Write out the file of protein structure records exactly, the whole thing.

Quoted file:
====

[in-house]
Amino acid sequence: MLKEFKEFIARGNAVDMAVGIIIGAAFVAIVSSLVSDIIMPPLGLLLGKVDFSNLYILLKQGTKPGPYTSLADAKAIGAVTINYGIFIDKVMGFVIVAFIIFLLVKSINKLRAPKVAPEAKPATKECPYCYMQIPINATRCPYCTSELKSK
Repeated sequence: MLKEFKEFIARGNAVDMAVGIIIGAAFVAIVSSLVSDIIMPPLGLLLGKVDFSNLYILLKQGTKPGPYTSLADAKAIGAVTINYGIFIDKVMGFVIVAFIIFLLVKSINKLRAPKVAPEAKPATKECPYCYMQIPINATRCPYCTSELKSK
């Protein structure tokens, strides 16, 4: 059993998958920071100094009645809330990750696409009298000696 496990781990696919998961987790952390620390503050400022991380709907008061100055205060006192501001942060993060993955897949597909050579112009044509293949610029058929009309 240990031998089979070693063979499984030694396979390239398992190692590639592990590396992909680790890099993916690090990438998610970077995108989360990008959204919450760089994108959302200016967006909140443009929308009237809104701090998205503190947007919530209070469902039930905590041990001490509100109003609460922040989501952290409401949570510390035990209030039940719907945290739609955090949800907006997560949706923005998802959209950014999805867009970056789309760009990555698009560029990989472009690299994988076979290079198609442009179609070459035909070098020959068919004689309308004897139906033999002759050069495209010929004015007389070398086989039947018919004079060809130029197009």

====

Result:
[in-house]
Amino acid sequence: MLKEFKEFIARGNAVDMAVGIIIGAAFVAIVSSLVSDIIMPPLGLLLGKVDFSNLYILLKQGTKPGPYTSLADAKAIGAVTINYGIFIDKVMGFVIVAFIIFLLVKSINKLRAPKVAPEAKPATKECPYCYMQIPINATRCPYCTSELKSK
Repeated sequence: MLKEFKEFIARGNAVDMAVGIIIGAAFVAIVSSLVSDIIMPPLGLLLGKVDFSNLYILLKQGTKPGPYTSLADAKAIGAVTINYGIFIDKVMGFVIVAFIIFLLVKSINKLRAPKVAPEAKPATKECPYCYMQIPINATRCPYCTSELKSK
């Protein structure tokens, strides 16, 4: 059993998958920071100094009645809330990750696409009298000696 496990781990696919998961987790952390620390503050400022991380709907008061100055205060006192501001942060993060993955897949597909050579112009044509293949610029058929009309 240990031998089979070693063979499984030694396979390239398992190692590639592990590396992909680790890099993916690090990438998610970077995108989360990008959204919450760089994108959302200016967006909140443009929308009237809104701090998205503190947007919530209070469902039930905590041990001490509100109003609460922040989501952290409401949570510390035990209030039940719907945290739609955090949800907006997560949706923005998802959209950014999805867009970056789309760009990555698009560029990989472009690299994988076979290079198609442009179609070459035909070098020959068919004689309308004897139906033999002759050069495209010929004015007389070398086989039947018919004079060809130029197009």